Last week, we started integrating HERE maps into a Python Flask, which resulted in displaying a map. If you want to start from the very beginning or would like to revisit it, you can check it out here. Now, we are going to dig a bit deeper into it by adding features and functionalities to our map.
First of all, we will be re-using the code that we built in our previous blog, so you will need to go through it once.
Working with Raster
One of the basic ingredients in creating a map is defining how you want to see your map. HERE gives you an option of either fetching the map data in a vector or a raster format. Calling both of them is very simple, all you need to do is use the method - createDefaultLayers(), defined under the Platform class. You would have already done this in the previous blog, with the following code -
We will now explore the Raster format. It gives you multiple choices of style (it is also easier to use), especially the satellite imagery. Let's check it out.
We have three different map types - normal, satellite and terrain. Each contains a set of named layers - map, transit, xbase, base, and labels. We can combine them as shown in the table below -
You can call all the map styles from the table, using raster and a dot followed by values in the table.
You can see how we used raster.terrain.map, similarly we can create different combinations from the table mentioned above. For more information on raster, you may visit the official page.
Making our Map Responsive
The map we created is just an image, a static one, non-responsive to touches, taps and mouse clicks. There is no fun in a static image, what we are looking for instead, is some action, where we can do something with mouse clicks like looking around for different cities and countries. For this, we have the ‘events’ module. The best thing about the events module is that you don't need to write different code for different browsers on different platforms, it handles all the complexity for you. All you need to do is to use it and not worry about anything else.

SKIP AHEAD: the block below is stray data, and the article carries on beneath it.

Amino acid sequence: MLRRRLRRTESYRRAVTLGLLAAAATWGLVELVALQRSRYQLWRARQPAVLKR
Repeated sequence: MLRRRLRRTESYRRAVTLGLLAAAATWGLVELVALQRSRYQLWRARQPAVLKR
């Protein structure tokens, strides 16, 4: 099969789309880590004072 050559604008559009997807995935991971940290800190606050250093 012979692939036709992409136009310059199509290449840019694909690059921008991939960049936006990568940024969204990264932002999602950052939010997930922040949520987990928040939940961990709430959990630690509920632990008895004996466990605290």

How are we going to use it? By loading a module called ‘mapsjs-core.js’ in the <head> of HTML file -
Next, with the help of Map object, instantiate the MapEvents class and lastly, add an events listener to the map. This is how it will look like -
To see it working, after running the python code and opening the address
You can change parameters and see the effect, in map.addEventListener instead of ‘tap’ write ‘dbltap’ and see what you get.
So basically you can change the events as per your need and requirement. The Events module gives you the following events -
- Pointer - pointerup, pointerdown, pointermove, pointerenter, pointerleave, pointercancel
- Drag - dragstart, drag, dragend
- Tap - tap, dbltap
- Long Press - longpress
We can also have a full interaction like pan, zoom and pinch-to-zoom by adding only one line of code -
Adding controls and UI components to the Map
HERE provides ready-made map controls through the UI module named ‘mapsjs-ui.js’. All you have to do is add following in the in the <head> of HTML file of the existing code -
Now, we have added a CSS file link too, because we want our map to look appealing.
By adding just one line of code, we get a default UI and apart from zoom-in and zoom-out feature, we get a collection of default map layers.
If required, we can also add an info bubble that allows us to show a bubble at a particular position containing HTML content on the map.
You can explore the UI components further here.
The complete code with all the changes will look like this -
This concludes our two parts tutorial on creating an interactive map with Python Flask.